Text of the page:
Edgelarks: Edgelarks

review folkD x1 cong

Is it just us, but are Edgelarks (Phillip Henry and Hannah Martin) cashing in on Game Of Thrones with the sleeve: “winter is coming, best get some decent music in”, says the cover. Well, maybe.

Edgelarks are somewhere between Lau and Dan Walsh, slick in sound but not too removed from an intimate live feel. Edgelarks is apparently a term that refers to those who fly around the periphery, but without ever landing or settling: the album is about transitional spaces and liminal places, the straddling of boundaries and thresholds, from travellers and refugees to dusk and dawn and those on the periphery – Yarl’s Wood protests against the treatment of women at the Yarl’s Wood detention centre. Other songs are more traditional, such as Landlocked, the tale of an Exmouth fish seller.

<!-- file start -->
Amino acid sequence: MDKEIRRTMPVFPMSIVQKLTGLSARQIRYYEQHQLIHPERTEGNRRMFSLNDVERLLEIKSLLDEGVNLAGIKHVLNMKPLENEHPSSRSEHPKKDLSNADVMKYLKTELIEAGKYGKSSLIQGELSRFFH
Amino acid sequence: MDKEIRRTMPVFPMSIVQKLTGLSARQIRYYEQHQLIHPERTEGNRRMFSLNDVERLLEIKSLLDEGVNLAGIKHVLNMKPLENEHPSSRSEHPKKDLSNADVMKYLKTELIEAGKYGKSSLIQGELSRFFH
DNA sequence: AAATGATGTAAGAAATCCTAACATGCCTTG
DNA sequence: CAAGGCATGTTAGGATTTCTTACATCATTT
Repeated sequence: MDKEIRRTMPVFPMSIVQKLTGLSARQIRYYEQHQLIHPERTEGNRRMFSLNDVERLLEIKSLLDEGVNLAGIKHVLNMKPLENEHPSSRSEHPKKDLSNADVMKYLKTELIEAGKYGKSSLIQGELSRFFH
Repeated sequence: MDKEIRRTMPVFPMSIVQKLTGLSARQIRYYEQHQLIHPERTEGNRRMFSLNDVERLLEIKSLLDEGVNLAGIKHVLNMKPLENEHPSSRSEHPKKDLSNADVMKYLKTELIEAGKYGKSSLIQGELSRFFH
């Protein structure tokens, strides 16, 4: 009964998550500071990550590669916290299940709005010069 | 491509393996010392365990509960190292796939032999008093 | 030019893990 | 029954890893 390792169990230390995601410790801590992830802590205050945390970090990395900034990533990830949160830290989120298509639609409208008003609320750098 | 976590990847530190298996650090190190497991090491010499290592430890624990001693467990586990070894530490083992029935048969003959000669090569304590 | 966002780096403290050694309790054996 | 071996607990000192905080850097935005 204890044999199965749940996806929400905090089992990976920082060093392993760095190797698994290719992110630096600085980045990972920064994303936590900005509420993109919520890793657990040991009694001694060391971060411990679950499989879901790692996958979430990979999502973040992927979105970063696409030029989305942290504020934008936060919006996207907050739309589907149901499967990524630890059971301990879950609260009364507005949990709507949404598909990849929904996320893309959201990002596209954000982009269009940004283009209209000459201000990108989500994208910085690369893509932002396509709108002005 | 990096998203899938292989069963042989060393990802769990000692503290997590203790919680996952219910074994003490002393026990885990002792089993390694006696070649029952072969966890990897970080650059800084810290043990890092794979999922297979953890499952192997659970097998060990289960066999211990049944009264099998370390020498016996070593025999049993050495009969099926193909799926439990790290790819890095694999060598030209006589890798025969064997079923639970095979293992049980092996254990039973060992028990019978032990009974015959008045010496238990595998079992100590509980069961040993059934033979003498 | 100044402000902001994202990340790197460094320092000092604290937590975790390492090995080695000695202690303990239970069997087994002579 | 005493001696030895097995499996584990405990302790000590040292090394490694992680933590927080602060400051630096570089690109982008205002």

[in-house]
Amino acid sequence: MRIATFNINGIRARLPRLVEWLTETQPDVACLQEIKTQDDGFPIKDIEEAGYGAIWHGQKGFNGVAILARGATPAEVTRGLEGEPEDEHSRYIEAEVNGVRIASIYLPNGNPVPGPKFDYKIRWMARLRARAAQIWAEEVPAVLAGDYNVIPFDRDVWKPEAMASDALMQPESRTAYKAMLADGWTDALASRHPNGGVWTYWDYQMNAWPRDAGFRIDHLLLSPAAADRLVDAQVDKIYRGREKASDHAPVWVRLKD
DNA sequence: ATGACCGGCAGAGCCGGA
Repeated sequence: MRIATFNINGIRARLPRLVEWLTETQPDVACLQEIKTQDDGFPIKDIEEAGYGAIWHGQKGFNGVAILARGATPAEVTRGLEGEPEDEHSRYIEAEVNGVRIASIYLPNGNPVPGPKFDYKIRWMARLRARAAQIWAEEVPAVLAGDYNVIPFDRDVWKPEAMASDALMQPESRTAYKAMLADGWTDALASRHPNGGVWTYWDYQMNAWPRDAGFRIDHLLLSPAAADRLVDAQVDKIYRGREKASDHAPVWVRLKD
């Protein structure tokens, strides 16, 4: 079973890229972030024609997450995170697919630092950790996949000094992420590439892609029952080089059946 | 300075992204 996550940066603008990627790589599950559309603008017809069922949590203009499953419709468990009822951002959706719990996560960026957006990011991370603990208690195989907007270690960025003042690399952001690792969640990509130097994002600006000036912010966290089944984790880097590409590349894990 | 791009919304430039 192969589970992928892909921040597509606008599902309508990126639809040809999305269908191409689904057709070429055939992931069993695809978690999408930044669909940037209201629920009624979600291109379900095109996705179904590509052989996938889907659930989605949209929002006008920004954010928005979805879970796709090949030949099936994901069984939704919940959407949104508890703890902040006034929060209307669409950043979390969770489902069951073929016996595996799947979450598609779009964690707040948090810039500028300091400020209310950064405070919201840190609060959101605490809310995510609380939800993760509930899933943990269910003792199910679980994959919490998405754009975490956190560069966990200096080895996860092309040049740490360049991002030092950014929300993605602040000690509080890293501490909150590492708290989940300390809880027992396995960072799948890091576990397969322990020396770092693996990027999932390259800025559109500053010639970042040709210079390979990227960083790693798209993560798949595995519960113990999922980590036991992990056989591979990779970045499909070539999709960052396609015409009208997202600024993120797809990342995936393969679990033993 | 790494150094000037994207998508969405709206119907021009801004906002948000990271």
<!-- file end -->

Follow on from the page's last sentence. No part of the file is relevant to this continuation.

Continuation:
It’s thoughtful but not as introspective as The Little Unsaid (though that band’s John Elliott produces and plays on it), and while modern also sounds traditional, mainly down to Martin’s vocals and the battery of instruments: as well as the usual stuff there is dobro, shruti box, chatturangui (Indian slide guitar) and beatbox harmonica as well as various guitars for people who like that sort of stuff. Mainly slow, but meaty folk.

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